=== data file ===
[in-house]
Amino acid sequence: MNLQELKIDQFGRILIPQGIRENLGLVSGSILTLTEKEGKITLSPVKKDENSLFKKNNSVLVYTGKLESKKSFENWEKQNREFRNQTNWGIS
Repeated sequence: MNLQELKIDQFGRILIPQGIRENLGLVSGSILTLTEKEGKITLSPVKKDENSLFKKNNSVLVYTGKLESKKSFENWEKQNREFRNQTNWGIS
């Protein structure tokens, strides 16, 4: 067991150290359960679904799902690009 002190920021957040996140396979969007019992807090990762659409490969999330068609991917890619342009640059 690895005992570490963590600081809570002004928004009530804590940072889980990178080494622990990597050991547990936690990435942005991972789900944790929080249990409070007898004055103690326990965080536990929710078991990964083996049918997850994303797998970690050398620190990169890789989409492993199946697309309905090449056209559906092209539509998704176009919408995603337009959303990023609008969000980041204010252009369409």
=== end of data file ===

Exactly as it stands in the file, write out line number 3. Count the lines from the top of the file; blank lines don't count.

Repeated sequence: MNLQELKIDQFGRILIPQGIRENLGLVSGSILTLTEKEGKITLSPVKKDENSLFKKNNSVLVYTGKLESKKSFENWEKQNREFRNQTNWGIS